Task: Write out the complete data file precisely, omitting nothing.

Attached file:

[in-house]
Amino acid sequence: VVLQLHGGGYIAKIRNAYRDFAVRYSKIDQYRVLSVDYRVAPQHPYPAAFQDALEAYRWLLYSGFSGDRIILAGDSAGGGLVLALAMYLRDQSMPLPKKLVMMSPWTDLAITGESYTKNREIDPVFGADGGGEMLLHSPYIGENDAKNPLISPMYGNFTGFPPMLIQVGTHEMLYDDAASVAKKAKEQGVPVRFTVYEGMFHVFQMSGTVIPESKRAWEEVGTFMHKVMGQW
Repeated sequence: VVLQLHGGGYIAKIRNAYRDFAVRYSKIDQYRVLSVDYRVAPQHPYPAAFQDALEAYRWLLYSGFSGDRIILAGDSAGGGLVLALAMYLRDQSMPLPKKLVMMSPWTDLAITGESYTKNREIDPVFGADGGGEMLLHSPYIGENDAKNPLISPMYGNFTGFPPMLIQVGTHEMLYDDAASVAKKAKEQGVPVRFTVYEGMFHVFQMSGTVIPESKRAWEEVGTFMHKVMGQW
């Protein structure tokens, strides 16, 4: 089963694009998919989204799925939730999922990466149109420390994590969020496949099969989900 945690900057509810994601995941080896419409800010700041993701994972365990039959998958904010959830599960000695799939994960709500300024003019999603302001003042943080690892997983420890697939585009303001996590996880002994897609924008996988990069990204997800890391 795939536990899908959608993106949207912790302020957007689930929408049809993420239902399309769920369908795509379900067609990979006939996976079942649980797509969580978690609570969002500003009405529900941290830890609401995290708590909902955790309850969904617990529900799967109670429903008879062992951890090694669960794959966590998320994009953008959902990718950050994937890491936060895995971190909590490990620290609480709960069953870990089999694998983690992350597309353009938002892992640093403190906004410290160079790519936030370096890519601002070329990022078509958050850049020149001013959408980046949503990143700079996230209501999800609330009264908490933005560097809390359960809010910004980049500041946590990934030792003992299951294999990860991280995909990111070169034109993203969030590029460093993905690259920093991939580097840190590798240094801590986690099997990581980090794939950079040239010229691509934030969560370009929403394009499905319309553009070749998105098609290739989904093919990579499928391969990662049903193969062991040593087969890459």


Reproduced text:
[in-house]
Amino acid sequence: VVLQLHGGGYIAKIRNAYRDFAVRYSKIDQYRVLSVDYRVAPQHPYPAAFQDALEAYRWLLYSGFSGDRIILAGDSAGGGLVLALAMYLRDQSMPLPKKLVMMSPWTDLAITGESYTKNREIDPVFGADGGGEMLLHSPYIGENDAKNPLISPMYGNFTGFPPMLIQVGTHEMLYDDAASVAKKAKEQGVPVRFTVYEGMFHVFQMSGTVIPESKRAWEEVGTFMHKVMGQW
Repeated sequence: VVLQLHGGGYIAKIRNAYRDFAVRYSKIDQYRVLSVDYRVAPQHPYPAAFQDALEAYRWLLYSGFSGDRIILAGDSAGGGLVLALAMYLRDQSMPLPKKLVMMSPWTDLAITGESYTKNREIDPVFGADGGGEMLLHSPYIGENDAKNPLISPMYGNFTGFPPMLIQVGTHEMLYDDAASVAKKAKEQGVPVRFTVYEGMFHVFQMSGTVIPESKRAWEEVGTFMHKVMGQW
């Protein structure tokens, strides 16, 4: 089963694009998919989204799925939730999922990466149109420390994590969020496949099969989900 945690900057509810994601995941080896419409800010700041993701994972365990039959998958904010959830599960000695799939994960709500300024003019999603302001003042943080690892997983420890697939585009303001996590996880002994897609924008996988990069990204997800890391 795939536990899908959608993106949207912790302020957007689930929408049809993420239902399309769920369908795509379900067609990979006939996976079942649980797509969580978690609570969002500003009405529900941290830890609401995290708590909902955790309850969904617990529900799967109670429903008879062992951890090694669960794959966590998320994009953008959902990718950050994937890491936060895995971190909590490990620290609480709960069953870990089999694998983690992350597309353009938002892992640093403190906004410290160079790519936030370096890519601002070329990022078509958050850049020149001013959408980046949503990143700079996230209501999800609330009264908490933005560097809390359960809010910004980049500041946590990934030792003992299951294999990860991280995909990111070169034109993203969030590029460093993905690259920093991939580097840190590798240094801590986690099997990581980090794939950079040239010229691509934030969560370009929403394009499905319309553009070749998105098609290739989904093919990579499928391969990662049903193969062991040593087969890459």